You want to appear professional, and there are some standards that apply to the reading experience that may be little things in and of themselves, but readers will notice them (even if they can’t tell what it is they are noticing) and will be able to tell if a book wasn’t professionally produced. So, here’s some simple tips that are really easy to implement in your book to make it more professional that your competitors may not even think of (which means you’ll have a higher quality product!)
- Always justify the prose in your books. Obviously, chapter headings, title pages, items in the header and footer of your book may have different styles, but for the main reading experience you want to have your pages justified. Unfortunately, Microsoft Word doesn’t do a very good job at this; it does a passable job, but it won’t automatically hyphenate words to prevent large spaces from entering your lines between words so depending on how thorough you want to be in the final typesetting phase, it may be worth looking for those unnatural spaces. Leaving them in isn’t the end of the world, however, and they’re more likely to be ignored or missed than if you left-justify your book.
- Remember that odd pages are always on the right! Page 1 should be the first page of your book (which should not include the front-matter!) and that it should always be on the right side and followed by pages 2 and 3, then 4 and 5, etc. Even on the left, odd on the right. Microsoft Word doesn’t have an option for viewing your book this way, but after exporting a PDF you can usually view it like that to make sure everything looks right.
- Don’t forget to include the front matter before the start of your book…at a minimum put in a Title page (which should be on the right) and a copyright page (which should be on the left, usually the page right after the title page.) Optionally, you can also include testimonials (which I normally put before the title page), a table of contents (after the copyright page) and/or a dedication (which I normally put right before the actual start of the book.) Use a section break and reset your page numbers after the last page of your front matter so that your book starts on page 1.
- Watch your blank pages: There should never be a blank page on an odd (right hand) page, and they should be blank – there should not be a page number or header or footer on the page. You can accomplish this using the “Page Break – Odd Page” option in Word to skip to the next right hand page automatically after the end of each chapter and after your front matter.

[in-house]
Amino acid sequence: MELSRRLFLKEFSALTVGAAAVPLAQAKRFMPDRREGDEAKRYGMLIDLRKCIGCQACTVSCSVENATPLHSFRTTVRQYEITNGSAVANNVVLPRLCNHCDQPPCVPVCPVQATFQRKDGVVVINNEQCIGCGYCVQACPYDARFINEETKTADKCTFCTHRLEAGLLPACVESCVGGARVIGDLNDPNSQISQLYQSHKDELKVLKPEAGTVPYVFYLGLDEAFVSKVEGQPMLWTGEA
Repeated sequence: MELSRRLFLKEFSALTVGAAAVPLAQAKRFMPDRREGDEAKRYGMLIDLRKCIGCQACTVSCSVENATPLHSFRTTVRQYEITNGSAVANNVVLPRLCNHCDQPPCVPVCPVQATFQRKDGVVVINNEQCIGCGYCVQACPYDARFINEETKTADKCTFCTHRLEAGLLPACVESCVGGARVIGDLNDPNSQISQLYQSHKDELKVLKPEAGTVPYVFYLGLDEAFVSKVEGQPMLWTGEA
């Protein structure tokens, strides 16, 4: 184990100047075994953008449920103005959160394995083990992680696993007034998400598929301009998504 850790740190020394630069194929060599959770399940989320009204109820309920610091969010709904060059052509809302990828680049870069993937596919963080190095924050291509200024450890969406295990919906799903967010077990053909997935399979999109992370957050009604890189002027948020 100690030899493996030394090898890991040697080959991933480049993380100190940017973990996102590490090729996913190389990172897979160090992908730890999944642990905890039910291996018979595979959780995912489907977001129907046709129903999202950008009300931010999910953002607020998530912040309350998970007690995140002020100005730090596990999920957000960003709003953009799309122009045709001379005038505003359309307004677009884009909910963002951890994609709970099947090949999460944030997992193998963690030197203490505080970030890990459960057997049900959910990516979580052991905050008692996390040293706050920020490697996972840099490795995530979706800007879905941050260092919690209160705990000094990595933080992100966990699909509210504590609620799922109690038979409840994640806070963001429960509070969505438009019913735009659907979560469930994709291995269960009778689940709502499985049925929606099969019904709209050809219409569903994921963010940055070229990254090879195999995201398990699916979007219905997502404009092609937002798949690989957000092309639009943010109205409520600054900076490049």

- Make good use of white space and include ample margins, especially in the gutter of the book, which is the space in the middle where the book is bound (the right hand side of even pages, and the left hand side of odd pages.) At a minimum make sure that there’s enough room to keep print from becoming hidden in the binding or by somebody’s fingers as they hold the edges of the book.
- Be consistent…and this is a big difficulty with Microsoft Word. Apply styles to everything and resist the urge to change the font for a section manually – that way you can update the entire book at once by updating the style’s font. Try to limit yourself to 2 fonts in the interior of the book without a good reason, one for the chapter headings and one for the body of the book. Make sure that any headings or page numbering that you apply appear the same on every page, not including front or back matter or blank pages.
- Use proper case – sentence case for the body of your work (an initial cap followed by all lowercase letters except for proper nouns and acroynms) and title case for all titles, subtitles, chapter headings and subheads (an initial capital for each word except for short prepositions.)
That may seem like a lot, but after a book or two it will be second nature and it can help the appearance of your book a lot. If you follow the above rules, most people may not even realize your book isn’t self-published even if they are looking for that sort of thing.